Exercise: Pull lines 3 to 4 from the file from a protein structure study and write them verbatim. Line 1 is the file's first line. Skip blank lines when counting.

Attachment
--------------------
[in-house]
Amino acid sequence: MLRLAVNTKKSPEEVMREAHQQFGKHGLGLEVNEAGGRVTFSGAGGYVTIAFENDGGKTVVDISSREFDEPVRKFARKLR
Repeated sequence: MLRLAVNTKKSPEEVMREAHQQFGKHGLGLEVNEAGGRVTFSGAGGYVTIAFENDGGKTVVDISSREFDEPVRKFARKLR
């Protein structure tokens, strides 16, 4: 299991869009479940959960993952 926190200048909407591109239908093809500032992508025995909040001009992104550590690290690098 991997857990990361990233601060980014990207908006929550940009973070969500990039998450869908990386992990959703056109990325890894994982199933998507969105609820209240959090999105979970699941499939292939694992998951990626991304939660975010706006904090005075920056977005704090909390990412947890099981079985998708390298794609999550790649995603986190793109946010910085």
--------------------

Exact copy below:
Repeated sequence: MLRLAVNTKKSPEEVMREAHQQFGKHGLGLEVNEAGGRVTFSGAGGYVTIAFENDGGKTVVDISSREFDEPVRKFARKLR
């Protein structure tokens, strides 16, 4: 299991869009479940959960993952 926190200048909407591109239908093809500032992508025995909040001009992104550590690290690098 991997857990990361990233601060980014990207908006929550940009973070969500990039998450869908990386992990959703056109990325890894994982199933998507969105609820209240959090999105979970699941499939292939694992998951990626991304939660975010706006904090005075920056977005704090909390990412947890099981079985998708390298794609999550790649995603986190793109946010910085």